Friday, August 31, 2012
To Homeschool or Not To Homeschool
Two little boys! So much fun yet so innocent. So much potential. So much energy. So the question arose upon my retirement, "Should I homeschool them or not?" I had conflicting emotions as I considered this question with all its ramifications. One of the problems was that it would limit my opportunities to supplement my income heading into early retirement. More than that though, as a former teacher I had serious reservations about homeschooling. Too many home-schooled students had come through my classroom with serious deficits, some with significant academic problems, many more with social problems. However, in recent years I had a large number of really good, well-trained students who had been homeschooled. I began to realize that homeschooling could work if a parent is both qualified and committed to providing a quality education to his children.
Weighing the pros and cons, my wife and I finally concluded that it would be beneficial for me to homeschool our children. Some major considerations that we spent much time researching and working through were the curriculum, a support group, an umbrella, proper scheduling, and social opportunities. We knew that getting the right curriculum was important if our boys were to enjoy this experience. After much research I finally decided on a curriculum and ordered it. Now I am not saying that the curriculum I ordered is the only good curriculum, but I felt it was the best fit for my boys and me. The next factor to be considered was which umbrella group to all under. I decided that my best choice was to go with the school where I had been teaching. This provided me with the option of having my elder son take an extra class such as art or music there, giving him an opportunity for socializing with other students with whom he had previously been classmates. We have also planned other opportunities for socialization such as Sunday school, AWANAS, and spring soccer league. Logistics such as where to hold classes, scheduling and routines to establish all had to be considered. A large section of Mom's and Dad's bedroom was dedicated to the primary purpose of education. A nice perk for Mom and Dad is that we now have an upgraded lighting system in our bedroom. Developing a good schedule with a solid routine is imperative if the students are to be successful. Recognizing this, we developed a good routine although we do not slavishly adhere to it minute by minute. Still the exceptions must be rare.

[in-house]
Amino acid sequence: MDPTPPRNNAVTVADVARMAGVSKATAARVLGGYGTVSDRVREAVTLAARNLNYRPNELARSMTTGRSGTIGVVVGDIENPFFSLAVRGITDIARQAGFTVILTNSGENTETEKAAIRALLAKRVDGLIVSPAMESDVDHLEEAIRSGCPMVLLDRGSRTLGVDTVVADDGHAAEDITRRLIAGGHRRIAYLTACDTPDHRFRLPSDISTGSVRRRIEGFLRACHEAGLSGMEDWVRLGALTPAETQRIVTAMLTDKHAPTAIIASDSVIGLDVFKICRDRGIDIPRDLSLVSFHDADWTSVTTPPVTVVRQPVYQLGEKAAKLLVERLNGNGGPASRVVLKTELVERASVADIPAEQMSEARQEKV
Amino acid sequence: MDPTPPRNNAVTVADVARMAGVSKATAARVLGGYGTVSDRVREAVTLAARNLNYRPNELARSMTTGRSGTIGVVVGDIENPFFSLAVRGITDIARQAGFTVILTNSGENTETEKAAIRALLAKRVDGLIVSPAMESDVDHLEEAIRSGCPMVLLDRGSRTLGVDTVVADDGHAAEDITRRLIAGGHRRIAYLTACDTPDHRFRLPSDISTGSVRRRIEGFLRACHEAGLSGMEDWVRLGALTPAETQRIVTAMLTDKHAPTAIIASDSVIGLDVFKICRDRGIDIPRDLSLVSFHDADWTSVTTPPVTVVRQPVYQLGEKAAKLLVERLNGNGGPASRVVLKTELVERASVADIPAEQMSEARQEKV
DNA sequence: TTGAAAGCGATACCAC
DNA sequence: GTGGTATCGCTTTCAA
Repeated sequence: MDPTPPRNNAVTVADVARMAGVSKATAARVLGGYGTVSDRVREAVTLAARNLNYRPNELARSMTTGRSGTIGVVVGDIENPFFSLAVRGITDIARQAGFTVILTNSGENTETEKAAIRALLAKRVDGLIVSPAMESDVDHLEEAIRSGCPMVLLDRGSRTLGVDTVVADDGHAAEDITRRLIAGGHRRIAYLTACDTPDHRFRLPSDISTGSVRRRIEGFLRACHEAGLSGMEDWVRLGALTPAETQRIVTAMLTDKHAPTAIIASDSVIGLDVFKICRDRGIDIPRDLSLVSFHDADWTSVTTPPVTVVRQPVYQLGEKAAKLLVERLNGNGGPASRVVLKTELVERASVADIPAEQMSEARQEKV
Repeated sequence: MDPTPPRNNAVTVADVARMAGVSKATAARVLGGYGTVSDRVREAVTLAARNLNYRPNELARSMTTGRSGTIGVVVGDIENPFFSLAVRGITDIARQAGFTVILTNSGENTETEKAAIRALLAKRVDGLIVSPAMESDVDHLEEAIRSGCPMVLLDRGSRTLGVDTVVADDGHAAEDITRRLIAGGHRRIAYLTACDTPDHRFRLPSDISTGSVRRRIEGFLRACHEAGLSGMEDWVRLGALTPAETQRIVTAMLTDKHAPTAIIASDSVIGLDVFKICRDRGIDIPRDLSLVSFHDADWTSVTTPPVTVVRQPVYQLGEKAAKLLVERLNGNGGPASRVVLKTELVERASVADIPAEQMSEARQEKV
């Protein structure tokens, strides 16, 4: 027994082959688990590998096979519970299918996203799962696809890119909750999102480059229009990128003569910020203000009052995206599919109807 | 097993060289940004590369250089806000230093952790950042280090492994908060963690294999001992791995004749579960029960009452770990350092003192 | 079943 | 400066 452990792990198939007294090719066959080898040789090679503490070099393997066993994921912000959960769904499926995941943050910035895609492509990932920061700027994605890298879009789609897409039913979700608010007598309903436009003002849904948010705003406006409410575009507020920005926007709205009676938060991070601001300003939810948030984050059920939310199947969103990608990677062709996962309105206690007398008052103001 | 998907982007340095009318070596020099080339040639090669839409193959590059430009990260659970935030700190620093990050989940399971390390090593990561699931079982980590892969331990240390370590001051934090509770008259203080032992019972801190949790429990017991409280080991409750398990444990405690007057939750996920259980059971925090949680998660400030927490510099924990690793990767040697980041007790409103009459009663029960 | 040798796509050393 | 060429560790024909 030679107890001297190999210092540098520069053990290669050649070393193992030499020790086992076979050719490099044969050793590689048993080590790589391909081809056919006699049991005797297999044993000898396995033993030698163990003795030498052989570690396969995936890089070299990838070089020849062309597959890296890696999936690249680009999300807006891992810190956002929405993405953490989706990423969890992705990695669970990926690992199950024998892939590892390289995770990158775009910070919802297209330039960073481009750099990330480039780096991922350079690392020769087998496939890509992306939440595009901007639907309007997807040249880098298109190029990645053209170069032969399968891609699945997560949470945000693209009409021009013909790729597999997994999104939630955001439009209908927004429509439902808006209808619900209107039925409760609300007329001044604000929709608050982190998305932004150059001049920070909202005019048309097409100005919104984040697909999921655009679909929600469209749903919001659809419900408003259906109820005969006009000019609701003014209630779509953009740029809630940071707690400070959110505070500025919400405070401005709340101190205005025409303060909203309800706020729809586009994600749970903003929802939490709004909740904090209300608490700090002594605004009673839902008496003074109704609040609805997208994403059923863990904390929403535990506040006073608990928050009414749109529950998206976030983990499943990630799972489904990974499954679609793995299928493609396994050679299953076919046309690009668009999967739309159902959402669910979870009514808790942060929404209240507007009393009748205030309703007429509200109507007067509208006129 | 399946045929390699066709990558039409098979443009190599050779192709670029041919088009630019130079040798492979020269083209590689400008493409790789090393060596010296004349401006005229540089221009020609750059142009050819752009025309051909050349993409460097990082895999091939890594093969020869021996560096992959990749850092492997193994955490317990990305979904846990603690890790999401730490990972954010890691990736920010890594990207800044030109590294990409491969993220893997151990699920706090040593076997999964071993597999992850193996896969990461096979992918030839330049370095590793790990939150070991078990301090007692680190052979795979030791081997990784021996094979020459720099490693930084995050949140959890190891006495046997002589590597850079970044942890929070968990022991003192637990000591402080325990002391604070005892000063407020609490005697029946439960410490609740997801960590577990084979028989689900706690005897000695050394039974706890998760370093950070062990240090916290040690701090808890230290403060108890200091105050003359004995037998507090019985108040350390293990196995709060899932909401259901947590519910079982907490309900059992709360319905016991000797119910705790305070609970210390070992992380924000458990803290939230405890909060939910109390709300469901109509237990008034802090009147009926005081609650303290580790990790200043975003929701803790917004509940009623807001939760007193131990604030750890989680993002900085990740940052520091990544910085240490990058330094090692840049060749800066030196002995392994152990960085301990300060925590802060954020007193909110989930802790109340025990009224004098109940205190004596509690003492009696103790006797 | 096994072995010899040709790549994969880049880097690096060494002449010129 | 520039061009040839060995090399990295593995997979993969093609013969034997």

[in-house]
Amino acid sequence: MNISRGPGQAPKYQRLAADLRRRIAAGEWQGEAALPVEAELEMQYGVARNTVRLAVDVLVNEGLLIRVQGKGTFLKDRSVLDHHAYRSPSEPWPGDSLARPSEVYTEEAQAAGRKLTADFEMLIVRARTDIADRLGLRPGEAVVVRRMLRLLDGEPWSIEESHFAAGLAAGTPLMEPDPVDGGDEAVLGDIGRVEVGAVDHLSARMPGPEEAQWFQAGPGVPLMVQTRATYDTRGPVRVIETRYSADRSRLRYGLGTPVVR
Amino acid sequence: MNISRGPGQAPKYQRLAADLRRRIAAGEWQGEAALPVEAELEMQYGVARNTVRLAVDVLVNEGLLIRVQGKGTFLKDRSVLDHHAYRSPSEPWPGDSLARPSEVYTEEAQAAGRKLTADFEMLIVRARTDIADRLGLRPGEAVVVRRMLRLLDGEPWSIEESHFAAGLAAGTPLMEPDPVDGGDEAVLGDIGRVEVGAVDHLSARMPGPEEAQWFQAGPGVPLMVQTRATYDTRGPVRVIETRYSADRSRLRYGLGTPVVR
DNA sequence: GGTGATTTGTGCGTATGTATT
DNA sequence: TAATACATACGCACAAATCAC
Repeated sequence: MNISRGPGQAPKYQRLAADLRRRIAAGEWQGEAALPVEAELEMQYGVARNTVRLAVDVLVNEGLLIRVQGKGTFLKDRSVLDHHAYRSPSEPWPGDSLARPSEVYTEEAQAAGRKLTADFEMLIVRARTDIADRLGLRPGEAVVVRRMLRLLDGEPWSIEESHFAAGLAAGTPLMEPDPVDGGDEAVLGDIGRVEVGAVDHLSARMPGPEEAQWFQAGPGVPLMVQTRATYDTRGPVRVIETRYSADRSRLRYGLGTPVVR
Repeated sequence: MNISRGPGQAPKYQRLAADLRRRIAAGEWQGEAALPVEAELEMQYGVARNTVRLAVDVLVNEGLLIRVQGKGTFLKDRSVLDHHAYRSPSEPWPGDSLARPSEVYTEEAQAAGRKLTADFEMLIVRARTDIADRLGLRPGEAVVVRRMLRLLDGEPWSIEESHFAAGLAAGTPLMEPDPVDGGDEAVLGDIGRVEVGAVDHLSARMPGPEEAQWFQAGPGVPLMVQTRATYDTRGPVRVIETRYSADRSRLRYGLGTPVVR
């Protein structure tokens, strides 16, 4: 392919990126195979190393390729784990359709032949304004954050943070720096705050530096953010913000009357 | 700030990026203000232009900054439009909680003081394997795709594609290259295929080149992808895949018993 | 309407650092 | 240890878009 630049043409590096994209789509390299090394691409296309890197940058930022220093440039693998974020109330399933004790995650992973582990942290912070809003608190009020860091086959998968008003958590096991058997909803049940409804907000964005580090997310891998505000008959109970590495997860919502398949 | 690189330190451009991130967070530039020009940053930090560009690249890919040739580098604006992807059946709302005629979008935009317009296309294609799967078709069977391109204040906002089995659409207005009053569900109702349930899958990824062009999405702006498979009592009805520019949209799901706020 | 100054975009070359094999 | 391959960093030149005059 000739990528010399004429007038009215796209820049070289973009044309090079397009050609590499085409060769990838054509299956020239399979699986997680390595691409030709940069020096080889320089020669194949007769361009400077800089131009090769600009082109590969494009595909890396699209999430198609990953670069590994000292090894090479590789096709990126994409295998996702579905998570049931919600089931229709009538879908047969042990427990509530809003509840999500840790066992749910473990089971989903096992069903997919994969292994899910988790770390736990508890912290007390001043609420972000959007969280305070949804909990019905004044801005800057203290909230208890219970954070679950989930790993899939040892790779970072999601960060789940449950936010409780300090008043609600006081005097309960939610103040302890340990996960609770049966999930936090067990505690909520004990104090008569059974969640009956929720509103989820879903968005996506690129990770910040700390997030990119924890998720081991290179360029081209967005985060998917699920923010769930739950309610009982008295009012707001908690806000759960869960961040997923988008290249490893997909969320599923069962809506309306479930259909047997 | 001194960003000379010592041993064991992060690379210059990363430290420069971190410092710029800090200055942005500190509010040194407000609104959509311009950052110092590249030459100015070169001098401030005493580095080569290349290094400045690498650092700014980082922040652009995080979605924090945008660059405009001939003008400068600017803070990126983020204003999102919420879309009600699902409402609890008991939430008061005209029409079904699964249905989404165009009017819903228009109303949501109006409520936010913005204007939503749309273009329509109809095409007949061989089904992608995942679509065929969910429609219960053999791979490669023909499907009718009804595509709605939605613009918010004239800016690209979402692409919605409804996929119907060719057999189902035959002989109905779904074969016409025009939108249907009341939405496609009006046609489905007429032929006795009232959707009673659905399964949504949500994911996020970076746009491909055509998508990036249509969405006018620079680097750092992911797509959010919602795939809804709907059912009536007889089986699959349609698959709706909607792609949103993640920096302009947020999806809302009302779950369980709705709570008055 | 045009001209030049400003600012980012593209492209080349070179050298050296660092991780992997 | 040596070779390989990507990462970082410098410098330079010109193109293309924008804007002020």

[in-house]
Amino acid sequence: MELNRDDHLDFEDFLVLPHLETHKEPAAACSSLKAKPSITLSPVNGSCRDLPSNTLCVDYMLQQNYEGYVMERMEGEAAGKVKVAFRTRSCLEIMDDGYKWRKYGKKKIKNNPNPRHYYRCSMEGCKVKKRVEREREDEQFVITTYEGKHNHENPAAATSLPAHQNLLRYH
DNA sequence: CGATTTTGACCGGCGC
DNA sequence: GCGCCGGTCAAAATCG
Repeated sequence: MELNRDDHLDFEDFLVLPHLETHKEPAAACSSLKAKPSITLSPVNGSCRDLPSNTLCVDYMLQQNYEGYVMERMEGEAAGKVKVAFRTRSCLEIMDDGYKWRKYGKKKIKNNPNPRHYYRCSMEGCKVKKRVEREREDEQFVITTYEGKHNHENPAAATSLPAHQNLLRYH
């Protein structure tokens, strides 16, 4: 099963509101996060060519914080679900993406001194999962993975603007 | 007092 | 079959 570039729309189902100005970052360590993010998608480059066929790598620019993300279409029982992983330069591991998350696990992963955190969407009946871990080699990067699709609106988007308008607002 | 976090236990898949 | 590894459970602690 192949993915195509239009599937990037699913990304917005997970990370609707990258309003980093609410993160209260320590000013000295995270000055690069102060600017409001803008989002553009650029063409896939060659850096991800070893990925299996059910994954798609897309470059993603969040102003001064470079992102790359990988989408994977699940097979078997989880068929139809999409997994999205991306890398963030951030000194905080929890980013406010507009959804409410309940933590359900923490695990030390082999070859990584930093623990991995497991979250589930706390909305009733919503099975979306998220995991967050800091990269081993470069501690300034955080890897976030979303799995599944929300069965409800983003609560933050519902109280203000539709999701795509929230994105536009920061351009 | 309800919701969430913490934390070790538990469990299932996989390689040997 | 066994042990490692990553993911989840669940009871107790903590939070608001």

With some trepidation, I approached the school year wondering how this would work. I believed it would, but I was a bit worried because I had never taught students younger than fifth grade before; however, I was firmly committed. Two weeks prior to starting the school year, I received some confirmation from my sons when, after seeing the materials for the curriculum they would be studying, they told me they were anxious to begin. The end of the second day I received further confirmation when my older son put his arms around my neck and whispered, "Thank you, Daddy, for thinking of homeschooling us." Certainly I am getting a tremendous opportunity to have input on a daily basis into their lives. I really am having a wonderful time with them.